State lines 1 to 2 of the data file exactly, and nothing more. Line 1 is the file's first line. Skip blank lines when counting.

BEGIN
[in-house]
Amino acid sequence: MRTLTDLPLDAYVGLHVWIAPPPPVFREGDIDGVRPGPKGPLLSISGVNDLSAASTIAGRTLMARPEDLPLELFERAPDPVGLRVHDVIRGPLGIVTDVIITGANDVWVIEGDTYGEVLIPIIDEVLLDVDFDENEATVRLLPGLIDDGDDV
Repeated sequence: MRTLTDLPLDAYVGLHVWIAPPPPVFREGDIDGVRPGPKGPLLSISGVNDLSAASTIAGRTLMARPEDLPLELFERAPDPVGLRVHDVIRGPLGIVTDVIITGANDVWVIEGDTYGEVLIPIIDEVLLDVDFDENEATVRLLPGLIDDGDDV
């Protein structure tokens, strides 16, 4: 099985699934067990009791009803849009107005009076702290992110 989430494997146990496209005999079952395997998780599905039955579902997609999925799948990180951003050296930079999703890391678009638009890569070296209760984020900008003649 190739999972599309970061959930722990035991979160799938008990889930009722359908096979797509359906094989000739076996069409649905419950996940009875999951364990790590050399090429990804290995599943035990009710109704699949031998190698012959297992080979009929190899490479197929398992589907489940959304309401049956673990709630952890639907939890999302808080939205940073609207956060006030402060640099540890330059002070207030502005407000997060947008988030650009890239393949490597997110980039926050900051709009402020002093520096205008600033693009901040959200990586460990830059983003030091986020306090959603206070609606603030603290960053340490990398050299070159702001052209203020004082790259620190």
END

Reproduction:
[in-house]
Amino acid sequence: MRTLTDLPLDAYVGLHVWIAPPPPVFREGDIDGVRPGPKGPLLSISGVNDLSAASTIAGRTLMARPEDLPLELFERAPDPVGLRVHDVIRGPLGIVTDVIITGANDVWVIEGDTYGEVLIPIIDEVLLDVDFDENEATVRLLPGLIDDGDDV